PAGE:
Many asexuals say that they’ve never had sex dreams of any kind.

You think that “sexy” clothes just look uncomfortable or cold and can’t understand why anyone would wear them.

Tight pants look like they’re going to squeeze the life out of someone, and if it’s a guy wearing them, you know he’s gotta be in pain.  Heels look like a broken ankle waiting to happen.  Shirts that expose the midriff have to be freezing in this weather.  All that lace is just going to leave a weird pattern in your skin.  Thongs seem like they’re going to cut you in half like a wire saw.

And I never got the point of make-up, either.

You don’t really fantasize.

Everyone else seems like they undress people with their eyes.

Everyone else seems like they dream about having their way with the quarterback or the head cheerleader.

Everyone else seems like they would “hit that”.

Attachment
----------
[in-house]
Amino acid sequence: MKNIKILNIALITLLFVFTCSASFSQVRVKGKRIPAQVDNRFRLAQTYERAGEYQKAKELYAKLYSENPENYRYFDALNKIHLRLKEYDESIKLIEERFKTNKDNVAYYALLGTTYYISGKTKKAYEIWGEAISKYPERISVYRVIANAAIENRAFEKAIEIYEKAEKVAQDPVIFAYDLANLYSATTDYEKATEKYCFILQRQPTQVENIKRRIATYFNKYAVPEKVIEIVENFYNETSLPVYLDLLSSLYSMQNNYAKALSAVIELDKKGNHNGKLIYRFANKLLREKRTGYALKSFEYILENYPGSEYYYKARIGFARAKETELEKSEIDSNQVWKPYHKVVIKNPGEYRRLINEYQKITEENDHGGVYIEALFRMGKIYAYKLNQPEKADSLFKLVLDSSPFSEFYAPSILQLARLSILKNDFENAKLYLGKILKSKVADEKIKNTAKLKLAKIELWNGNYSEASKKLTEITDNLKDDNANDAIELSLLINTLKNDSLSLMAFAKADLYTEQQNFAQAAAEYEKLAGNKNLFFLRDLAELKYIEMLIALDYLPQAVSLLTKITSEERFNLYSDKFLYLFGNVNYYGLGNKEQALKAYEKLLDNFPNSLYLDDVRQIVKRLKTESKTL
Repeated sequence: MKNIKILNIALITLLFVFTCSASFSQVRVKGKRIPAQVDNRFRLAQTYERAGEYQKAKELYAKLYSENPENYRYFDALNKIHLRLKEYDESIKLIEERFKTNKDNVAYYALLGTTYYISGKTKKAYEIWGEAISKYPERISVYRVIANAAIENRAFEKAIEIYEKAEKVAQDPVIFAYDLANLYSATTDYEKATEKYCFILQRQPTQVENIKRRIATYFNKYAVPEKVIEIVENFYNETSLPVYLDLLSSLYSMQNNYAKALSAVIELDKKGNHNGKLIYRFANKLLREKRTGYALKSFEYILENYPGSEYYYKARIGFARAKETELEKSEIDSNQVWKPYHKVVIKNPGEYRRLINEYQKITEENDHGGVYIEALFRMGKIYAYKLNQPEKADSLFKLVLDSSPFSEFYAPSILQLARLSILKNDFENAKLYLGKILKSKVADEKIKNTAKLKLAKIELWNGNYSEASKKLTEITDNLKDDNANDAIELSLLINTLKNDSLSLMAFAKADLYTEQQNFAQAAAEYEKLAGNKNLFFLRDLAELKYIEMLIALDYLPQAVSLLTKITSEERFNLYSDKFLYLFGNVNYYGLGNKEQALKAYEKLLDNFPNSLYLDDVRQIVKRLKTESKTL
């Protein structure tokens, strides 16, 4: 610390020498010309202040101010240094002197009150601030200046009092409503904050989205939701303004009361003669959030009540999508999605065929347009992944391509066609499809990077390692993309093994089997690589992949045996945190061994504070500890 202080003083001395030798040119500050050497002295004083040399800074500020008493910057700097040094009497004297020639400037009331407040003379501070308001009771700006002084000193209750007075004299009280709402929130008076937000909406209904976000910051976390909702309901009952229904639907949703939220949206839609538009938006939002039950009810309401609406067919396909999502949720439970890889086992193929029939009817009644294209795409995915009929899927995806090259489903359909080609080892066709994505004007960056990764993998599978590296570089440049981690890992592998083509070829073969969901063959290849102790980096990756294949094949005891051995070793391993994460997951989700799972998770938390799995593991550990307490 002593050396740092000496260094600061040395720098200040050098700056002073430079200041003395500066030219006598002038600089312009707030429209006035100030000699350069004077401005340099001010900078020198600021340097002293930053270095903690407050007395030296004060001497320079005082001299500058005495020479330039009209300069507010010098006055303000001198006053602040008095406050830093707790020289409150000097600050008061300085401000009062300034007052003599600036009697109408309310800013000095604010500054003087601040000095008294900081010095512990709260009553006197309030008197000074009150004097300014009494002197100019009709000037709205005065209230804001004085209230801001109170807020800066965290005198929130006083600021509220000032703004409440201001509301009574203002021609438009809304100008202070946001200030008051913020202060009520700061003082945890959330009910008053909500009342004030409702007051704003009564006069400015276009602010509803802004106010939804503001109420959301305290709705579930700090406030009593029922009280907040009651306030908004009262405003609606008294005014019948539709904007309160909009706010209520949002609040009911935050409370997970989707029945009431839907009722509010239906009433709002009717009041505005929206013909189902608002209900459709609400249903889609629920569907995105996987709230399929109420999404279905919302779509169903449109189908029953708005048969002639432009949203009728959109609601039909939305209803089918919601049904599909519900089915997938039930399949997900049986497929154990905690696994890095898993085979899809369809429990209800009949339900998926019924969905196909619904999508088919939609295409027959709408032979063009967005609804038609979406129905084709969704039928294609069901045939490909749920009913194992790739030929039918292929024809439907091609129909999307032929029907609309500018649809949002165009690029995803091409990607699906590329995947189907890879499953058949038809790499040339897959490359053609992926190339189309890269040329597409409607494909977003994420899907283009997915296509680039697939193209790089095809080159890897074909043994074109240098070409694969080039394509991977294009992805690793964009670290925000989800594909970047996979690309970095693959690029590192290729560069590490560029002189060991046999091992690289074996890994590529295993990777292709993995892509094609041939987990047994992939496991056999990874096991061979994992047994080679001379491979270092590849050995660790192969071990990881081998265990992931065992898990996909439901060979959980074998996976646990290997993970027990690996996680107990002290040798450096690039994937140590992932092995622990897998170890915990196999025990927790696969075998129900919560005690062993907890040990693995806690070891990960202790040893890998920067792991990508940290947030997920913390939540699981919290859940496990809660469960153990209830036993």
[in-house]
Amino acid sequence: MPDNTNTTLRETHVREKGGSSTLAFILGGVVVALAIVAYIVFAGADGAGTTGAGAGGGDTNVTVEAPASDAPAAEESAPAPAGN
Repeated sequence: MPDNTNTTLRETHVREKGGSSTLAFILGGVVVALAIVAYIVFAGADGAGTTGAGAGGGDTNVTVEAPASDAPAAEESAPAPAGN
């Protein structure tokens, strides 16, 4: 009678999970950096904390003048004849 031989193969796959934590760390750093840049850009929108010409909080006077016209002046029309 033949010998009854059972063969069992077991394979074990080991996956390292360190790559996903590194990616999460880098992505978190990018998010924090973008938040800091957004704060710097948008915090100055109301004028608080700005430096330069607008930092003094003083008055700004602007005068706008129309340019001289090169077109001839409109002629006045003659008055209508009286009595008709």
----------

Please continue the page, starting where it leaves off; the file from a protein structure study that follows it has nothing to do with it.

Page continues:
But not you.  It’s not that you won’t, because you think it’s sinful or something like that.  It’s that you don’t.  Your mind just doesn’t work that way.  It doesn’t spontaneously imagine leaping into bed with someone.  Maybe it’s even that you can’t.  Maybe you’ve tried to devise erotic fantasies and have failed.  You tried to undress someone with your eyes once, but you couldn’t even figure out how to get their bra off.  And if you can make it to the hot & heavy, rather than picturing the perfect mix of ecstasy and passion, you get bogged down in the details and distracted.  You spend so much energy trying to maintain the fantasy that you lose whatever pleasure you were hoping to get from it.

You don’t like sex.

Some asexuals don’t like sex.  They don’t want to do it, they don’t want to see it, they don’t want to hear it, they don’t want to think about it.  At the age when most people were hearing about sex and thinking “I’d like to try that”, they were thinking “You want me to do what with WHAT?  No.  Just.  No.”

While not liking sex is not the same as asexuality, many asexuals don’t like sex, and discover that they’re asexual when they’re trying to find out why they don’t like sex.